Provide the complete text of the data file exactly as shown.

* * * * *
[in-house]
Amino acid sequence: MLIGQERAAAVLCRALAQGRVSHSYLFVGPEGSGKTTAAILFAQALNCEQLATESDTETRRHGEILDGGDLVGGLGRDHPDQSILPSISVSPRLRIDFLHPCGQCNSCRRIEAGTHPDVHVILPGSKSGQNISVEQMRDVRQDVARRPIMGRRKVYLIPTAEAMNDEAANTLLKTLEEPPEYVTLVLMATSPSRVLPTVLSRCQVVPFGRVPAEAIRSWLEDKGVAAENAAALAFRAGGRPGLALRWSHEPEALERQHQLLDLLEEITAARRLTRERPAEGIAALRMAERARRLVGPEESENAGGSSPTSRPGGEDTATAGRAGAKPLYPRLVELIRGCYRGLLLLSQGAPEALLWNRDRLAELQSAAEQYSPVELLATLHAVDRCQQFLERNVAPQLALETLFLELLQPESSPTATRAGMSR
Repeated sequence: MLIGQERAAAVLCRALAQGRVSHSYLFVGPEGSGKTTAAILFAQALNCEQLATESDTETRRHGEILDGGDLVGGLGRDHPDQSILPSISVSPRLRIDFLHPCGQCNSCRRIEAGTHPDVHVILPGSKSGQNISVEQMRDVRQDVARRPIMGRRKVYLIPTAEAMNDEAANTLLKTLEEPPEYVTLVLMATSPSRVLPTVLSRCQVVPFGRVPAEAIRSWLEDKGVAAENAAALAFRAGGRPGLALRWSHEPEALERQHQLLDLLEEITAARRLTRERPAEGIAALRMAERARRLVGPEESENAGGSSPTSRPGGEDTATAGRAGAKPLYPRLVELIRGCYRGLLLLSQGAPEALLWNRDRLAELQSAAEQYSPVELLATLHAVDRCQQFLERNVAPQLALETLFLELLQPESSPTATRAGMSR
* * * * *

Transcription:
[in-house]
Amino acid sequence: MLIGQERAAAVLCRALAQGRVSHSYLFVGPEGSGKTTAAILFAQALNCEQLATESDTETRRHGEILDGGDLVGGLGRDHPDQSILPSISVSPRLRIDFLHPCGQCNSCRRIEAGTHPDVHVILPGSKSGQNISVEQMRDVRQDVARRPIMGRRKVYLIPTAEAMNDEAANTLLKTLEEPPEYVTLVLMATSPSRVLPTVLSRCQVVPFGRVPAEAIRSWLEDKGVAAENAAALAFRAGGRPGLALRWSHEPEALERQHQLLDLLEEITAARRLTRERPAEGIAALRMAERARRLVGPEESENAGGSSPTSRPGGEDTATAGRAGAKPLYPRLVELIRGCYRGLLLLSQGAPEALLWNRDRLAELQSAAEQYSPVELLATLHAVDRCQQFLERNVAPQLALETLFLELLQPESSPTATRAGMSR
Repeated sequence: MLIGQERAAAVLCRALAQGRVSHSYLFVGPEGSGKTTAAILFAQALNCEQLATESDTETRRHGEILDGGDLVGGLGRDHPDQSILPSISVSPRLRIDFLHPCGQCNSCRRIEAGTHPDVHVILPGSKSGQNISVEQMRDVRQDVARRPIMGRRKVYLIPTAEAMNDEAANTLLKTLEEPPEYVTLVLMATSPSRVLPTVLSRCQVVPFGRVPAEAIRSWLEDKGVAAENAAALAFRAGGRPGLALRWSHEPEALERQHQLLDLLEEITAARRLTRERPAEGIAALRMAERARRLVGPEESENAGGSSPTSRPGGEDTATAGRAGAKPLYPRLVELIRGCYRGLLLLSQGAPEALLWNRDRLAELQSAAEQYSPVELLATLHAVDRCQQFLERNVAPQLALETLFLELLQPESSPTATRAGMSR